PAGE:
Superintendent's Notebook: Stopping the 'summer slide'

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I’m the new superintendent of the Portland Public Schools. I officially started my job on July 1, but I visited each of the district’s schools in June to meet staff and students on the last two days of school.

Being in the district then allowed me to see the excitement that comes with the end of the school year and sense the allure of the summer: long, lazy days of fun, rest and new experiences.

Yet summer also is the time for the “summer slide.”

Almost 100 years of research have shown that learning can be lost the during the summer months if students aren’t engaged in educational activities. According to the National Education Association, “experts say much of the reading achievement gap seen in ninth-grade students nationwide can be traced back to unequal access to summer learning opportunities during the elementary school years.”

A 2010 report by the Afterschool Alliance found that while 25 percent of students were participating in summer learning programs, many more would like the opportunity to do so. A full 83 percent of parents supported spending public funds on summer learning programs and 67 percent of low-income parents said their children would enroll in a summer program if they could.

Here in Portland, we take steps every summer to provide students with learning opportunities to stop the summer slide. What we offer is both fun and instructive.

The Portland Public Schools offers summer literacy and math programming for elementary school students. We also have a program for rising sixth-graders that focuses on math, literacy and easing the transition from elementary to middle school. We have a credit recovery program for high school students who need to make up a class that they were not successful in completing during the school year. Our Multilingual & Multicultural Center provides summer programming at the middle and high school levels. And our students with disabilities, K-12, participate in multiple programs.

Try as we may, however, our programs reach only a fraction of our students. That’s why it’s important to talk about other ways to keep students learning in the summer. The NEA says that a recent study showed that “giving kids 12 books to read over the summer was as effective as summer school in raising the students’ reading scores.”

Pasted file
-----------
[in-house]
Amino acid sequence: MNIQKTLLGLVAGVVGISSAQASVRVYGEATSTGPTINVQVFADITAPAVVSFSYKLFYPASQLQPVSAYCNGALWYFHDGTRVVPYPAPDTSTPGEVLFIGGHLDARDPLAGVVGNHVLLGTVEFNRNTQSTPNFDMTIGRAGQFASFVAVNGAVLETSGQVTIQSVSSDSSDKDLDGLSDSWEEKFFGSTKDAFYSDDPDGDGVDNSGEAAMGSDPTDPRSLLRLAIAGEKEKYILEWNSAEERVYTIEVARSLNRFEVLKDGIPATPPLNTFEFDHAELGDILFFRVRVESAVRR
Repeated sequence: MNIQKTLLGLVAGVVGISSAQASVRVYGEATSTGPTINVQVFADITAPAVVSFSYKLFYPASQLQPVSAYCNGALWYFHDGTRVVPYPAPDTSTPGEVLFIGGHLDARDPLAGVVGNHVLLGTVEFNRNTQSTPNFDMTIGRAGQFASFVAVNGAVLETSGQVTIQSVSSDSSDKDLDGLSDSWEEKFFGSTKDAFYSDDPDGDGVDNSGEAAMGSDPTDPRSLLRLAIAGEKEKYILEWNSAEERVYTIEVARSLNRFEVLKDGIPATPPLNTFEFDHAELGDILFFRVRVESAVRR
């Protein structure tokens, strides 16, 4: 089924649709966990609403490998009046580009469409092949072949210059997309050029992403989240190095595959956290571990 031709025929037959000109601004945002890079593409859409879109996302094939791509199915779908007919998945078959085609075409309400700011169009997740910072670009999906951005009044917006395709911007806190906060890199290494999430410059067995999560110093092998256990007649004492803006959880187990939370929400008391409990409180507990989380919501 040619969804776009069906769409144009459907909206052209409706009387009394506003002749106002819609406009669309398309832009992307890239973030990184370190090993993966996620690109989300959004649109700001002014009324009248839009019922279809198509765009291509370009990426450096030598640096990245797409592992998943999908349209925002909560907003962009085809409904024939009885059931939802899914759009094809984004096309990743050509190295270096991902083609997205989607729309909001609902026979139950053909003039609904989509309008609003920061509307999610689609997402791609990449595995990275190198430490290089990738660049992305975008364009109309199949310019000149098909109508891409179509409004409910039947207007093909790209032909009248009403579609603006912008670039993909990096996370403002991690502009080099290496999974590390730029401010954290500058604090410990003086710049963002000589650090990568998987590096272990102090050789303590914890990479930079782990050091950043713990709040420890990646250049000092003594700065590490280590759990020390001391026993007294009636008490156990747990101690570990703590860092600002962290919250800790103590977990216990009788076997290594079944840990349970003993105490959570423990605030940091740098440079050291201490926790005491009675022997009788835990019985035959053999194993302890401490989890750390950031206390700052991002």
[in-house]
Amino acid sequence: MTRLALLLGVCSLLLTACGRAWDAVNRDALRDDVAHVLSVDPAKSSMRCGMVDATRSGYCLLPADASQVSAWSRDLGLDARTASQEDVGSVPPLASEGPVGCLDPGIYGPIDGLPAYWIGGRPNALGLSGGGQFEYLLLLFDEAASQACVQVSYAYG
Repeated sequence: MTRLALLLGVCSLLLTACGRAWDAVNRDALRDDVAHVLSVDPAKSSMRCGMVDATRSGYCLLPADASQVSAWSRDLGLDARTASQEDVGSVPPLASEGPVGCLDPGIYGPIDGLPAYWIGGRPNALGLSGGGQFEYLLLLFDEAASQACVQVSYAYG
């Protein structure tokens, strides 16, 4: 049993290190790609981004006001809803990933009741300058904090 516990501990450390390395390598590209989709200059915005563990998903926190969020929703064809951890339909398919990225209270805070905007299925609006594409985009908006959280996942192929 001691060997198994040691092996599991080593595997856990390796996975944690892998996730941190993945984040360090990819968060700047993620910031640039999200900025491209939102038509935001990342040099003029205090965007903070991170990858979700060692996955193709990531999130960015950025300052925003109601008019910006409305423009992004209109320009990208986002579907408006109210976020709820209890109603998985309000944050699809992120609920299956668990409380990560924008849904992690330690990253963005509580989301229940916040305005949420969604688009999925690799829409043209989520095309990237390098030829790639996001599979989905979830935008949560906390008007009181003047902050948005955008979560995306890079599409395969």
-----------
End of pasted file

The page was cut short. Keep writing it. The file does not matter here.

With this in mind, The Portland Public Library and our schools have partnered to offer a joint eight-week reading program for elementary school students this summer. Called “Reading in Portland: Time of Wonder,” the program encourages children throughout the community to read about and explore the natural world.

The program began in June but runs through mid-August, and kids can still sign up at the library. The goal is to read or listen to at least eight books this summer. Students get a reading log/adventure map that contains suggestions for reading as well as outdoor activities that can be enjoyed by the whole family.

A variety of educational and entertaining programs also are offered at different Portland Public Library locations. Children who reach the reading goal and return their logs to the library will receive a certificate, a book, a Gelato Fiasco coupon and a free Kids’ Meal from Subway. Visit for more details; I encourage all of our families to take advantage of Portland’s library programs.

Schools today serve many social functions. Some of our students depend on school breakfast and lunch during the school year to get adequate nutrition. Their hunger doesn’t take a break in the summer just because school is out.

That is why the Portland Public Schools and Opportunity Alliance are offering free meals this summer for all youngsters 18 and under across the city of Portland through the middle of August. With their nutritious meals, youngsters can enjoy games and other fun enrichment activities to combat the summer slide. Learn more details by calling 2-1-1 or visiting

We want to ensure that our students enjoy their summers – and not slide back in their learning while doing so.

Xavier Botana is superintendent of the Portland Public Schools. He can be reached at